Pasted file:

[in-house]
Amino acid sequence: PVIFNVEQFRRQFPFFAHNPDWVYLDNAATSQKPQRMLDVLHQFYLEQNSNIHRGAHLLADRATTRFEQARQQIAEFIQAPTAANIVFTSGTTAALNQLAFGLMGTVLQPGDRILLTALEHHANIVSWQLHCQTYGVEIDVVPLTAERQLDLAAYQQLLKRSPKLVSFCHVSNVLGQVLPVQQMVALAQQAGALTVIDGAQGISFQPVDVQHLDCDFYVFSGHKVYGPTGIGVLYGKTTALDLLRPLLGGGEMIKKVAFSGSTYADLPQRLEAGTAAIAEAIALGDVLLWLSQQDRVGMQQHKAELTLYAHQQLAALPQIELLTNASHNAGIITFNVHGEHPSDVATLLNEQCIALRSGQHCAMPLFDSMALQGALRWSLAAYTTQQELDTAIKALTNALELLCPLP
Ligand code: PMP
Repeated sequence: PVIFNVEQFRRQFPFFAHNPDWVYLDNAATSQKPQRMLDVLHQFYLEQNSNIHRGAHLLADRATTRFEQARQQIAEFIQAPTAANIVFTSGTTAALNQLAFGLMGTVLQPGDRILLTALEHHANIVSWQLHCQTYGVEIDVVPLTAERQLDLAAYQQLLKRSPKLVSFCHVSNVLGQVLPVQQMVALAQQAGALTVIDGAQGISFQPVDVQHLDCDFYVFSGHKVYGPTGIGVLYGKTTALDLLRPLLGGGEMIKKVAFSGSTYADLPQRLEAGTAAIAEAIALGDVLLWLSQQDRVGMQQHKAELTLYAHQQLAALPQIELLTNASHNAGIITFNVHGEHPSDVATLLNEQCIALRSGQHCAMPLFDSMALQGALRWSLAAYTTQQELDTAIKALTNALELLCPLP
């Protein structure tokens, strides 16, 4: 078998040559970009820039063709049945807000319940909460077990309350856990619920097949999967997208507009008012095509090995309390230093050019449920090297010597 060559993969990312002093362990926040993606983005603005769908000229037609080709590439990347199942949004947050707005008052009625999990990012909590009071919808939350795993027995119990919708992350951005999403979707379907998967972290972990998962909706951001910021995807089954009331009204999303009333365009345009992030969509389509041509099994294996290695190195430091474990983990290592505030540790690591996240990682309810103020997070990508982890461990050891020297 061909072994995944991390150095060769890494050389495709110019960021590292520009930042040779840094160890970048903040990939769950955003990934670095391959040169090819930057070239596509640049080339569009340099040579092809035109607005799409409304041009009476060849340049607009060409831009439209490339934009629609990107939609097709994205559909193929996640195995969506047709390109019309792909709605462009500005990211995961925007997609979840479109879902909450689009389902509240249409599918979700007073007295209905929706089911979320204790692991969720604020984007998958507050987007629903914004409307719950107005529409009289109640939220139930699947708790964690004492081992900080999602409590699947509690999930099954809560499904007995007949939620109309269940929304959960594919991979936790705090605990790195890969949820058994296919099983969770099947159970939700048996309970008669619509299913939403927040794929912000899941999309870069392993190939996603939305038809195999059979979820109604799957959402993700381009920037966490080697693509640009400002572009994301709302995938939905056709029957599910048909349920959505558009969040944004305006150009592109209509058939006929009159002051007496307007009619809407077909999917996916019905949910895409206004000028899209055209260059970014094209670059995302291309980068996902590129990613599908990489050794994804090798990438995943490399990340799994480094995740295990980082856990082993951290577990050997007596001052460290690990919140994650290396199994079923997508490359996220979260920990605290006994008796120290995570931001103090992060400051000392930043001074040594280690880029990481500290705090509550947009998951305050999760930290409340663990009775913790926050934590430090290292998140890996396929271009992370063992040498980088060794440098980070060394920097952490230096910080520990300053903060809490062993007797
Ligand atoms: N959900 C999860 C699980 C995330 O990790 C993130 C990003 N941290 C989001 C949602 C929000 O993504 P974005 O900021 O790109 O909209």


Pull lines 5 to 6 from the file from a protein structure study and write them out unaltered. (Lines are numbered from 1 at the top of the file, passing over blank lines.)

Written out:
């Protein structure tokens, strides 16, 4: 078998040559970009820039063709049945807000319940909460077990309350856990619920097949999967997208507009008012095509090995309390230093050019449920090297010597 060559993969990312002093362990926040993606983005603005769908000229037609080709590439990347199942949004947050707005008052009625999990990012909590009071919808939350795993027995119990919708992350951005999403979707379907998967972290972990998962909706951001910021995807089954009331009204999303009333365009345009992030969509389509041509099994294996290695190195430091474990983990290592505030540790690591996240990682309810103020997070990508982890461990050891020297 061909072994995944991390150095060769890494050389495709110019960021590292520009930042040779840094160890970048903040990939769950955003990934670095391959040169090819930057070239596509640049080339569009340099040579092809035109607005799409409304041009009476060849340049607009060409831009439209490339934009629609990107939609097709994205559909193929996640195995969506047709390109019309792909709605462009500005990211995961925007997609979840479109879902909450689009389902509240249409599918979700007073007295209905929706089911979320204790692991969720604020984007998958507050987007629903914004409307719950107005529409009289109640939220139930699947708790964690004492081992900080999602409590699947509690999930099954809560499904007995007949939620109309269940929304959960594919991979936790705090605990790195890969949820058994296919099983969770099947159970939700048996309970008669619509299913939403927040794929912000899941999309870069392993190939996603939305038809195999059979979820109604799957959402993700381009920037966490080697693509640009400002572009994301709302995938939905056709029957599910048909349920959505558009969040944004305006150009592109209509058939006929009159002051007496307007009619809407077909999917996916019905949910895409206004000028899209055209260059970014094209670059995302291309980068996902590129990613599908990489050794994804090798990438995943490399990340799994480094995740295990980082856990082993951290577990050997007596001052460290690990919140994650290396199994079923997508490359996220979260920990605290006994008796120290995570931001103090992060400051000392930043001074040594280690880029990481500290705090509550947009998951305050999760930290409340663990009775913790926050934590430090290292998140890996396929271009992370063992040498980088060794440098980070060394920097952490230096910080520990300053903060809490062993007797
Ligand atoms: N959900 C999860 C699980 C995330 O990790 C993130 C990003 N941290 C989001 C949602 C929000 O993504 P974005 O900021 O790109 O909209």